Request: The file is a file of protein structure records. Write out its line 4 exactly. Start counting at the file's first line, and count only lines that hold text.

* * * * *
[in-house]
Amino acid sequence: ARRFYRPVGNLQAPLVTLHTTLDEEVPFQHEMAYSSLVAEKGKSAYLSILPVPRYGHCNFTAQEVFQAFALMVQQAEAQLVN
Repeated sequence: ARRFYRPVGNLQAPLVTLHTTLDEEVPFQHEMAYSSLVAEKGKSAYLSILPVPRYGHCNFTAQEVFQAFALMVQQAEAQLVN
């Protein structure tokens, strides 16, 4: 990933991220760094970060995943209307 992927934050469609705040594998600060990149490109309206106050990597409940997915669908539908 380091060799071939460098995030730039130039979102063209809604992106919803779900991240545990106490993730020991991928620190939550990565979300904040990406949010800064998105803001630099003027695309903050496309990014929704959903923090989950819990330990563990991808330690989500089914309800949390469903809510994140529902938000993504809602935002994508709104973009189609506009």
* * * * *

């Protein structure tokens, strides 16, 4: 990933991220760094970060995943209307 992927934050469609705040594998600060990149490109309206106050990597409940997915669908539908 380091060799071939460098995030730039130039979102063209809604992106919803779900991240545990106490993730020991991928620190939550990565979300904040990406949010800064998105803001630099003027695309903050496309990014929704959903923090989950819990330990563990991808330690989500089914309800949390469903809510994140529902938000993504809602935002994508709104973009189609506009």